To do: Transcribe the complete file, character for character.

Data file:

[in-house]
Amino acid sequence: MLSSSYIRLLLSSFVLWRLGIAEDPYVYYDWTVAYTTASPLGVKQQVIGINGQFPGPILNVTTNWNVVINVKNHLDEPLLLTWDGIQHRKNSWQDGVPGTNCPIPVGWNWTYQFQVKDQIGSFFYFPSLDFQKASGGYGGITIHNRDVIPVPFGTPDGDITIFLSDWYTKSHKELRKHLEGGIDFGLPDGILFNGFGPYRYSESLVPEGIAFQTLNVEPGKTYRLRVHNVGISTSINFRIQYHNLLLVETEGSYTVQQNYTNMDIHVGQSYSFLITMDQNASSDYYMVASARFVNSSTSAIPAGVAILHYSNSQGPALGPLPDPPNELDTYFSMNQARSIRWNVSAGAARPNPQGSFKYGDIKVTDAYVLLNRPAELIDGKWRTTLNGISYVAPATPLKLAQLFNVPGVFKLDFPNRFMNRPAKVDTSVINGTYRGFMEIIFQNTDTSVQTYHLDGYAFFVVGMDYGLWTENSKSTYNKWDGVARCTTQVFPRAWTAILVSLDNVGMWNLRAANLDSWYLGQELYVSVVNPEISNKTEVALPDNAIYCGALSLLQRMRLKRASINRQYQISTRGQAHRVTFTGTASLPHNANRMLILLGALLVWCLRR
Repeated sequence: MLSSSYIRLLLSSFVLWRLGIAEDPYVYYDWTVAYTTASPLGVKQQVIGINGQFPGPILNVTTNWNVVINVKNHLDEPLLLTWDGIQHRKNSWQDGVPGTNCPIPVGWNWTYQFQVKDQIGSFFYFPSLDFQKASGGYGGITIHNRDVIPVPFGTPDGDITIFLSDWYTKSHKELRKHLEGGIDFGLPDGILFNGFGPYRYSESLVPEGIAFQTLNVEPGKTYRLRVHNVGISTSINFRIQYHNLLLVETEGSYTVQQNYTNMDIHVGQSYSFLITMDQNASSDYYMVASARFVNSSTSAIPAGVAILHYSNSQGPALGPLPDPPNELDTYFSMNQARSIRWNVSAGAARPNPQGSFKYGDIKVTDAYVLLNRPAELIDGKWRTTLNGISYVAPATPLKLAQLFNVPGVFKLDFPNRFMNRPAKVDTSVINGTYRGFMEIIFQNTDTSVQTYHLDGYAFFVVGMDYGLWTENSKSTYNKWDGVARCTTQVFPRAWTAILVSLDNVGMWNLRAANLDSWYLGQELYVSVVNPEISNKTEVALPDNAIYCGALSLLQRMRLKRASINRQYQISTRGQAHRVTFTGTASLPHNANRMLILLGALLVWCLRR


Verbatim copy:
[in-house]
Amino acid sequence: MLSSSYIRLLLSSFVLWRLGIAEDPYVYYDWTVAYTTASPLGVKQQVIGINGQFPGPILNVTTNWNVVINVKNHLDEPLLLTWDGIQHRKNSWQDGVPGTNCPIPVGWNWTYQFQVKDQIGSFFYFPSLDFQKASGGYGGITIHNRDVIPVPFGTPDGDITIFLSDWYTKSHKELRKHLEGGIDFGLPDGILFNGFGPYRYSESLVPEGIAFQTLNVEPGKTYRLRVHNVGISTSINFRIQYHNLLLVETEGSYTVQQNYTNMDIHVGQSYSFLITMDQNASSDYYMVASARFVNSSTSAIPAGVAILHYSNSQGPALGPLPDPPNELDTYFSMNQARSIRWNVSAGAARPNPQGSFKYGDIKVTDAYVLLNRPAELIDGKWRTTLNGISYVAPATPLKLAQLFNVPGVFKLDFPNRFMNRPAKVDTSVINGTYRGFMEIIFQNTDTSVQTYHLDGYAFFVVGMDYGLWTENSKSTYNKWDGVARCTTQVFPRAWTAILVSLDNVGMWNLRAANLDSWYLGQELYVSVVNPEISNKTEVALPDNAIYCGALSLLQRMRLKRASINRQYQISTRGQAHRVTFTGTASLPHNANRMLILLGALLVWCLRR
Repeated sequence: MLSSSYIRLLLSSFVLWRLGIAEDPYVYYDWTVAYTTASPLGVKQQVIGINGQFPGPILNVTTNWNVVINVKNHLDEPLLLTWDGIQHRKNSWQDGVPGTNCPIPVGWNWTYQFQVKDQIGSFFYFPSLDFQKASGGYGGITIHNRDVIPVPFGTPDGDITIFLSDWYTKSHKELRKHLEGGIDFGLPDGILFNGFGPYRYSESLVPEGIAFQTLNVEPGKTYRLRVHNVGISTSINFRIQYHNLLLVETEGSYTVQQNYTNMDIHVGQSYSFLITMDQNASSDYYMVASARFVNSSTSAIPAGVAILHYSNSQGPALGPLPDPPNELDTYFSMNQARSIRWNVSAGAARPNPQGSFKYGDIKVTDAYVLLNRPAELIDGKWRTTLNGISYVAPATPLKLAQLFNVPGVFKLDFPNRFMNRPAKVDTSVINGTYRGFMEIIFQNTDTSVQTYHLDGYAFFVVGMDYGLWTENSKSTYNKWDGVARCTTQVFPRAWTAILVSLDNVGMWNLRAANLDSWYLGQELYVSVVNPEISNKTEVALPDNAIYCGALSLLQRMRLKRASINRQYQISTRGQAHRVTFTGTASLPHNANRMLILLGALLVWCLRR